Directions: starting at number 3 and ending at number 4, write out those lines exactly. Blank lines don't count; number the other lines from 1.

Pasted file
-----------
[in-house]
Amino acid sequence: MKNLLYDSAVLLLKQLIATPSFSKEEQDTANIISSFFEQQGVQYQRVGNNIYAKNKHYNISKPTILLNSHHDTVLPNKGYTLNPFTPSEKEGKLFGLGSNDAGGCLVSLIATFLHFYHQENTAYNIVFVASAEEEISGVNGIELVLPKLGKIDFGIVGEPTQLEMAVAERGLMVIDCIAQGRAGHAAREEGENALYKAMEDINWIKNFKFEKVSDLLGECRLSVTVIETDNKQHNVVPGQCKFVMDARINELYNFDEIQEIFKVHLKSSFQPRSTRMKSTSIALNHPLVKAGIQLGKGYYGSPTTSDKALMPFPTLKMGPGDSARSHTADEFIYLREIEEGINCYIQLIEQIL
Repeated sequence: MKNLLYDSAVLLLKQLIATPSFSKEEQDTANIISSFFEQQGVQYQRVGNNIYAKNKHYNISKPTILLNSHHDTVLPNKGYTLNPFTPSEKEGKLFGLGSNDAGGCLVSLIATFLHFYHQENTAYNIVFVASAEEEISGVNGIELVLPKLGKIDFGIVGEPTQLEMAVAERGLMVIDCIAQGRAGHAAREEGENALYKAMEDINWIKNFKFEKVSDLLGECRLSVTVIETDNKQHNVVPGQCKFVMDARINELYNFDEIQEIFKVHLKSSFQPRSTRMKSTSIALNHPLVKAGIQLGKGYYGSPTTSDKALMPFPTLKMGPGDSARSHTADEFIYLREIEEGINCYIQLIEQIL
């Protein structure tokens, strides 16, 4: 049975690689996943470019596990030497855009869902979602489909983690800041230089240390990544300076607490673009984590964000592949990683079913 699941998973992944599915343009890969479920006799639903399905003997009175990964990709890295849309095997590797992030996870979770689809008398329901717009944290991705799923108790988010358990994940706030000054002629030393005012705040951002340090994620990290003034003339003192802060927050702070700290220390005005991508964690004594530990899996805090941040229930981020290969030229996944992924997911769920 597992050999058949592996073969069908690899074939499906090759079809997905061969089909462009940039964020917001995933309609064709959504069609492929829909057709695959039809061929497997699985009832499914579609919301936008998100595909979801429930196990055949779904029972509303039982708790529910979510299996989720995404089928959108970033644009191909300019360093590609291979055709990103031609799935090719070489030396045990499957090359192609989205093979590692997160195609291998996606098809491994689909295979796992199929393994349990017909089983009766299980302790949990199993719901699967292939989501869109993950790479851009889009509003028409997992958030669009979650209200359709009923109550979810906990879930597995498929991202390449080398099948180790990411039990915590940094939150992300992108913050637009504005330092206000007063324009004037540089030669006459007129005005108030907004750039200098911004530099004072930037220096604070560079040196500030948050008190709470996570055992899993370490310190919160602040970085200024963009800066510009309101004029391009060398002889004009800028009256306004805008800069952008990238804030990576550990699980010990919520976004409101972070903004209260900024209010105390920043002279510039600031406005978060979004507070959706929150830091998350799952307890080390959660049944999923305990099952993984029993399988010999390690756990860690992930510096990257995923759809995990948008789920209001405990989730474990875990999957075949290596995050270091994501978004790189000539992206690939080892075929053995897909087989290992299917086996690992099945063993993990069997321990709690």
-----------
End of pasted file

Repeated sequence: MKNLLYDSAVLLLKQLIATPSFSKEEQDTANIISSFFEQQGVQYQRVGNNIYAKNKHYNISKPTILLNSHHDTVLPNKGYTLNPFTPSEKEGKLFGLGSNDAGGCLVSLIATFLHFYHQENTAYNIVFVASAEEEISGVNGIELVLPKLGKIDFGIVGEPTQLEMAVAERGLMVIDCIAQGRAGHAAREEGENALYKAMEDINWIKNFKFEKVSDLLGECRLSVTVIETDNKQHNVVPGQCKFVMDARINELYNFDEIQEIFKVHLKSSFQPRSTRMKSTSIALNHPLVKAGIQLGKGYYGSPTTSDKALMPFPTLKMGPGDSARSHTADEFIYLREIEEGINCYIQLIEQIL
């Protein structure tokens, strides 16, 4: 049975690689996943470019596990030497855009869902979602489909983690800041230089240390990544300076607490673009984590964000592949990683079913 699941998973992944599915343009890969479920006799639903399905003997009175990964990709890295849309095997590797992030996870979770689809008398329901717009944290991705799923108790988010358990994940706030000054002629030393005012705040951002340090994620990290003034003339003192802060927050702070700290220390005005991508964690004594530990899996805090941040229930981020290969030229996944992924997911769920 597992050999058949592996073969069908690899074939499906090759079809997905061969089909462009940039964020917001995933309609064709959504069609492929829909057709695959039809061929497997699985009832499914579609919301936008998100595909979801429930196990055949779904029972509303039982708790529910979510299996989720995404089928959108970033644009191909300019360093590609291979055709990103031609799935090719070489030396045990499957090359192609989205093979590692997160195609291998996606098809491994689909295979796992199929393994349990017909089983009766299980302790949990199993719901699967292939989501869109993950790479851009889009509003028409997992958030669009979650209200359709009923109550979810906990879930597995498929991202390449080398099948180790990411039990915590940094939150992300992108913050637009504005330092206000007063324009004037540089030669006459007129005005108030907004750039200098911004530099004072930037220096604070560079040196500030948050008190709470996570055992899993370490310190919160602040970085200024963009800066510009309101004029391009060398002889004009800028009256306004805008800069952008990238804030990576550990699980010990919520976004409101972070903004209260900024209010105390920043002279510039600031406005978060979004507070959706929150830091998350799952307890080390959660049944999923305990099952993984029993399988010999390690756990860690992930510096990257995923759809995990948008789920209001405990989730474990875990999957075949290596995050270091994501978004790189000539992206690939080892075929053995897909087989290992299917086996690992099945063993993990069997321990709690």